I had hoped to be able to check in more often with my core values, but life doesn’t always accommodate personal reflection. Yet in many ways, it has been an ideal six weeks for testing those values. Time to see how they’ve held up within the maelstrom of cultural, geographic, and linguistic acclimatization – in other words, France.
Awareness: It’s easy to say you’ll be hyper-aware in a new environment, taking in all the rich historic sights, the sounds of a strange culture, even the smells of the city (mostly dog turds, but still). Harder, by far, to process all that. Still, it’s a blessing to be able to walk down the same street a hundred times and spot something new each time: little quirks in the ancient architecture, the ever-shifting maze of road repair, even the surreptitious presence of the Romani children who come ‘round each week to root through trash bags. I’m aware of the city whose roots run deep; I won’t beat myself up for not yet being able to plumb those depths.
Openness: We’re trying to teach X how to talk through his emotions (in two languages). I’m dumb half the time myself; when I can speak, it’s about doubts and regrets, all of which stem from fear of the unknown: what will this year do to me? What will be waiting for me back in Cape Breton when I return? Yet, for all my lamentations, I forget to articulate the other half of the story: how bless I feel to have had the chance to come here in the first place. I need to be more open with myself and others about both sides of the coin – both the doubts, which are natural, and the joy, which may be fleeting but which is every bit as real.
Ease With Uncertainty: It would be hyperbolic to suggest I nearly died last month, but the statistics are clear: pneumonia is a killer, especially when coupled with a blood infection. I’m happy to be alive, obviously, but I’m also glad that, at the nadir of my illness, when my fate rested in the hands of a medical system I didn’t yet trust, I could still maintain an equilibrium – an inner calmness that now, in hindsight, bears the mantra: this, too, shall pass.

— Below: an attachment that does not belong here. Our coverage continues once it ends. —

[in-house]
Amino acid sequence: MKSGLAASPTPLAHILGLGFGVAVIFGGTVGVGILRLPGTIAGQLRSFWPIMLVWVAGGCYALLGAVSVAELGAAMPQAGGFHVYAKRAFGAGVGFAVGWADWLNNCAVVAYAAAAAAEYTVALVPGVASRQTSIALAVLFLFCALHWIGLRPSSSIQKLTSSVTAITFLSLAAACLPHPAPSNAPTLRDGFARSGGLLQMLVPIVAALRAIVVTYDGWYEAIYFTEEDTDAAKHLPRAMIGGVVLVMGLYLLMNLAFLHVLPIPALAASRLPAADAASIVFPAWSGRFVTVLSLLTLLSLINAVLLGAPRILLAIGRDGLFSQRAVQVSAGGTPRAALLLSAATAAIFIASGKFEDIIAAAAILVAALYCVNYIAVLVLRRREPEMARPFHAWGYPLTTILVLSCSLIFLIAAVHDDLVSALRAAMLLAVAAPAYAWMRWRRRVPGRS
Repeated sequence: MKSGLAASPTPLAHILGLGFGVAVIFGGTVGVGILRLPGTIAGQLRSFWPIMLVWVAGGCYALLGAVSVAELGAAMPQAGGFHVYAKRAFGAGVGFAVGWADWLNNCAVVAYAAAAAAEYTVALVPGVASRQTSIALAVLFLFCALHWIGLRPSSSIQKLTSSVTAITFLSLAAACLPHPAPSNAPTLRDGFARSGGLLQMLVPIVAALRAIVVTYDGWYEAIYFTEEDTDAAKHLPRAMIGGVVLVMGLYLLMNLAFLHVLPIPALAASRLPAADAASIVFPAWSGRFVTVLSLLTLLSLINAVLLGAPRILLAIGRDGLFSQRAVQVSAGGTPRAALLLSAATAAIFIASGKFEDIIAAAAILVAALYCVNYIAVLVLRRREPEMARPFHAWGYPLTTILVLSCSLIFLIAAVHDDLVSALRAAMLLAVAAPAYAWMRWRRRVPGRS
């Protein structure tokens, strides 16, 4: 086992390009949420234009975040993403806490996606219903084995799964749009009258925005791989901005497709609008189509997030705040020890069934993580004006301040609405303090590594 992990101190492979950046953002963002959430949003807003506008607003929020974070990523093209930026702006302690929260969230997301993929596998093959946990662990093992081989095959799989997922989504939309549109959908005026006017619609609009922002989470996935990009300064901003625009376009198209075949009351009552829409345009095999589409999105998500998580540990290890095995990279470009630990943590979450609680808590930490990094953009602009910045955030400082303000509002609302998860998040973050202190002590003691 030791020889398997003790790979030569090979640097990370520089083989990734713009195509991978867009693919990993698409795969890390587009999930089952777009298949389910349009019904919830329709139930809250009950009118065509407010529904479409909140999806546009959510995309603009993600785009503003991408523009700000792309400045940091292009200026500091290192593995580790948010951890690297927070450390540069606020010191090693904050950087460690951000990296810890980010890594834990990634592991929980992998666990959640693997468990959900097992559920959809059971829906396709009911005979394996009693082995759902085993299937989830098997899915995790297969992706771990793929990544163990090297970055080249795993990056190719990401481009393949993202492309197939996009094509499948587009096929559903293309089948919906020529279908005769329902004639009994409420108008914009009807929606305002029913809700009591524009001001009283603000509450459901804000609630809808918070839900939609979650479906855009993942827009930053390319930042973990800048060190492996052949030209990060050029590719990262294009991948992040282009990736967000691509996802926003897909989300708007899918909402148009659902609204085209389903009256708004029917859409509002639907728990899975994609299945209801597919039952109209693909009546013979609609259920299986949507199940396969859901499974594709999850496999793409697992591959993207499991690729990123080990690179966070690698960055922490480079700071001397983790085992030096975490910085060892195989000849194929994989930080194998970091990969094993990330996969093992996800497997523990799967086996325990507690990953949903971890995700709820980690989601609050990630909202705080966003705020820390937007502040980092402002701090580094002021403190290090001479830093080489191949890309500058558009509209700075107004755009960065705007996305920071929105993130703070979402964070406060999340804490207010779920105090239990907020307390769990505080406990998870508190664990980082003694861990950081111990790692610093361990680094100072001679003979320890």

Personal Fulfilment: Sickness and recovery supplant a lot of material desires. I’m in the land of beer, coffee, and chocolate and I’ve barely had the energy to indulge. But that’s a good lesson in itself; if I only have one amazing Belgian tripel each month that I’m in France, I’ll return with ten tremendous memories, instead of a protracted blur and a beer gut. Honestly, what I’ve learned (around the same time as I found out I wasn’t going to die of pneumonia) is, I can find fulfilment just sitting in a French market, savouring a plum while the disaffected youth of Lille blow smoke around me.
Friendship: I didn’t expect to make loads of new friends here, at least not this early on. It was nifty to meet French gaming geeks, and I’m open to forming a lasting friendship with any one of them, or anyone else with whom I share a trait or two. But right now, the best way to direct this value is back home, in both senses of the word. Here, it takes a bit more effort to stay connected with my friends in Canada (and elsewhere), but now those ties feel more important than ever. I certainly won’t take for granted any of the friends who go the distance (be it an email mile or a snail mail kilometer).
But “home” is also an apartment here in Lille, and I feel the need to redouble my efforts to think of my wife and son as friends, too. Lately, given X’s struggles at school and the ambient stress of the new, our family dynamic has been large on angst and conflict. We could use more camaraderie. I am cautiously optimistic that our upcoming trip to England can renew our friendly ties, so that when we get back to Lille and to X’s next school term, we can face things as a team.
Community Development: Definitely the hardest value to act upon here, but we’re making inroads. We went to a parents’ association meeting for X’s kindergarten, and the other night I attended a writers’ meetup, where all sorts of wordsmiths (mostly expats like me) exchanged tips on where, how, and why they write. It takes time, but I suspect there are other communities hidden in the cracks of Lille who could benefit from our involvement. It feels good to reach out, and while I’m fine with the idea of breezing in and out of France like a phantom, I’d be tickled to think I left the country ever-so-slightly better than I found it.
Creativity: Mind you, it also feels good to withdraw into my own fantasies. I’m not going to act or direct in any plays while I’m here. My creativity will be solitary, and I’m okay with that. Committing to a project as ambitious as a novel is scary and daunting and even absurd, given how much else I’m still coping with. But my life will never align itself in such a way as to present a perfect, novel-sized hole. As I said to the writing group the other night, you can’t sit around waiting for your Muse to offer table service; you have to hunt her down and drag her back, kicking and screaming if need be. I’ve chased my Muse across an ocean…it’s time to pounce.